The Fed sounded cautiously optimistic at the July meeting. The members acknowledged continued improvements in economic activities and that “the economy has made progress toward” the “maximum employment and price stability goals”. While leaving all monetary policy measures unchanged, Chair Jerome Powell affirmed the the ongoing discussions over tapering. We expect to hear more comments from Fed officials for preparation of an eventual announcement in December.
On economic developments, the Fed acknowledged that, “with progress on vaccinations and strong policy support”, indicators of “economic activity and employment have continued to strengthen”. It also noted that sectors most adversely affected by the pandemic “have shown improvement but have not fully recovered”. This is compared with June’s statement that these sectors “remain weak but have shown improvement”.
The central bank also appeared less concerned about the impacts of the pandemic, despite the resurgence in new cases due to the delta variant. As noted in the statement, “the path of the economy continues to depend on the course of the virus”. In June, it indicted that the path would “depend significantly on the course of the virus”. Indeed, in the press conference, Powell sounded cautiously optimistic, suggesting that the “economic implications have tended to be lessening” through successive waves of the pandemic.
On inflation, policymakers retained the view that the current strength has been driven by transitory factors. Yet, a subtle change in the statement language reveals that policymakers are increasingly convinced that strong inflation could be more persistent than previously anticipated. On the forward guidance of QE, the Fed reaffirmed that the size of asset purchase would stay at US$120B per month “until substantial further progress has been made toward its maximum employment and price stability goals”. It added this month that “the economy has made progress toward these goals”.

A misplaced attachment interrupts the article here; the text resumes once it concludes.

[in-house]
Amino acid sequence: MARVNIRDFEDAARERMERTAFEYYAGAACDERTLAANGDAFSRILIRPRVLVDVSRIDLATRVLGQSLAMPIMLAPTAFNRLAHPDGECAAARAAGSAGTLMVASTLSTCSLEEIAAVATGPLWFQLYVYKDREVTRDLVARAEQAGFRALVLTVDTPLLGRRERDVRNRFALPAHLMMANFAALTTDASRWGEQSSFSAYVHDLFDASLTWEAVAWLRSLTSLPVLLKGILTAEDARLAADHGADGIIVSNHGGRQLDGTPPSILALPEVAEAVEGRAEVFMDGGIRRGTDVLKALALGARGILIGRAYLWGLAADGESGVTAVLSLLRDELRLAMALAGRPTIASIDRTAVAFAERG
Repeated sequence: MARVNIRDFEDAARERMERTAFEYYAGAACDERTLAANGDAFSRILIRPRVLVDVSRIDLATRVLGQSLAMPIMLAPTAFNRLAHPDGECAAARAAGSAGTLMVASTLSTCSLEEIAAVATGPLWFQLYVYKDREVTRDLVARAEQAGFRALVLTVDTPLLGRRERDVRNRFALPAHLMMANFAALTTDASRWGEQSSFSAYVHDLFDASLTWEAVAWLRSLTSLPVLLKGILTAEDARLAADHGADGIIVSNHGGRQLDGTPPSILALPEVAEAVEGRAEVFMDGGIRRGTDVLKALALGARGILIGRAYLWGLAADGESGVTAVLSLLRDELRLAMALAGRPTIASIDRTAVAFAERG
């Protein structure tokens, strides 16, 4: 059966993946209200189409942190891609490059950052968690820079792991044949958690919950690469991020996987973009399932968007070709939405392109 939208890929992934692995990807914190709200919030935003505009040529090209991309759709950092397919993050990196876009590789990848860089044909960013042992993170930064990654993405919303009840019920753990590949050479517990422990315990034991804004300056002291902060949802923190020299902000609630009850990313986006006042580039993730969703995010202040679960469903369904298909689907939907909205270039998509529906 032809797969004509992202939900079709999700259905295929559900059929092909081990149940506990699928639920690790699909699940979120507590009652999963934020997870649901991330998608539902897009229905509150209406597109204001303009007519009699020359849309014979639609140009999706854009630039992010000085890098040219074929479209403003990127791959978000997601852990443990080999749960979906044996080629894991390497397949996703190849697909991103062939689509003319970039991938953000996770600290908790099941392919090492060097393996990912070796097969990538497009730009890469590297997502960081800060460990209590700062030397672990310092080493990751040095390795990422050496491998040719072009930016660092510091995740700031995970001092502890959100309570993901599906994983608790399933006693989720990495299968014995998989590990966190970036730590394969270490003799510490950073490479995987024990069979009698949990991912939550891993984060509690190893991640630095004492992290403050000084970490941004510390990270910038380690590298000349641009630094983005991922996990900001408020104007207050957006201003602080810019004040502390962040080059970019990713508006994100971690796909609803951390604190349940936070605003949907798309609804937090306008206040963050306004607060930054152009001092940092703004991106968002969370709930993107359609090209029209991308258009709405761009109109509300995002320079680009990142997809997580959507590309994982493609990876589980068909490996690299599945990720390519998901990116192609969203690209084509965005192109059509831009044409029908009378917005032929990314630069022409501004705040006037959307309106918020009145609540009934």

The focus of the meeting is members’ discussions over tapering. Powell noted that the Fed discussed the pace and composition of tapering but did not make any final decisions. Powell also noted that here is “little support” for tapering MBS purchases first, and that participants have mixed views on tapering MBS purchases faster. This appeared similar to what had happened in the past month. We would look into the minutes, which will be released in 3 weeks’ time, for the debates about the issue.
Overall, the meeting reveals that policymakers are cautiously optimistic about the economic recovery. The policy stance should less likely be altered by the resurgence of the pandemic. For the coming weeks to months, we expect to hear more Fed officials sharing their views over tapering. Key events leading to the September meeting are the July meeting minutes and Jackson Hole symposium in late August. We also expect more detailed information about tapering will be released in September, alongside updated economic projections and median dot plots. A formal tapering announcement will then be made in December.